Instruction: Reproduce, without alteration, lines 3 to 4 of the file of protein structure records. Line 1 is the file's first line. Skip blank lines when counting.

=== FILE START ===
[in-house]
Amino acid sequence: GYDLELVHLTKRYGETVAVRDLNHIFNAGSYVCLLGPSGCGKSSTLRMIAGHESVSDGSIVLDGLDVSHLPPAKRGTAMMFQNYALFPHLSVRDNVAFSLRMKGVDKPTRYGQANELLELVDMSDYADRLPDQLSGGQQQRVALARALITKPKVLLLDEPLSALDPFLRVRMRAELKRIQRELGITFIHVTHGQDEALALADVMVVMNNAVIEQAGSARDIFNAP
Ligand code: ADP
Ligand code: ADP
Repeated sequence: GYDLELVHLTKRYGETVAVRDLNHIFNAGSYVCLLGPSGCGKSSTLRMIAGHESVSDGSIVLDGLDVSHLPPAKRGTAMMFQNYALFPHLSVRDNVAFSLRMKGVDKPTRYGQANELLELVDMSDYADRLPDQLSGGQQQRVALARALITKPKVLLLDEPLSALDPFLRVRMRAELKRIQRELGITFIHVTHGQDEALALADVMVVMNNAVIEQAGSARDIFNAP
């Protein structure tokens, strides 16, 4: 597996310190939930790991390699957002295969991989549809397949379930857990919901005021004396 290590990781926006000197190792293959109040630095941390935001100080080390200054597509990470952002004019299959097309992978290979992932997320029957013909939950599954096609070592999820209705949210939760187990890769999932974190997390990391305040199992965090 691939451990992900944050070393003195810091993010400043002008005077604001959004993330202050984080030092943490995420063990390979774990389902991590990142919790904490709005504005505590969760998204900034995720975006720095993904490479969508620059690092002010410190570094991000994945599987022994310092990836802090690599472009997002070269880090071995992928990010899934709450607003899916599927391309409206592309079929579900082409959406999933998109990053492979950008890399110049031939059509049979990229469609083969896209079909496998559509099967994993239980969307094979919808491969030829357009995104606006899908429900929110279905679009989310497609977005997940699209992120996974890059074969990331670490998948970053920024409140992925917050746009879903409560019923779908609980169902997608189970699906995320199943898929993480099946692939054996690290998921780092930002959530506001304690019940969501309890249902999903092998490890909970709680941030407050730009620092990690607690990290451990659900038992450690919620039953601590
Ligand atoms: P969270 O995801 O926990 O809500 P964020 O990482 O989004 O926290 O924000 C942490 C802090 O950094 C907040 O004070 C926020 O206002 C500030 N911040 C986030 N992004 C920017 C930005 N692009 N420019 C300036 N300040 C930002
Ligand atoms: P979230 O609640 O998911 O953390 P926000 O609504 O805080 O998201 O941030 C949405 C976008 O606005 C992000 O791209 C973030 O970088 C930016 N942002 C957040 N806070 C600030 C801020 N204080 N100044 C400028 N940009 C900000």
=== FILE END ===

Ligand code: ADP
Ligand code: ADP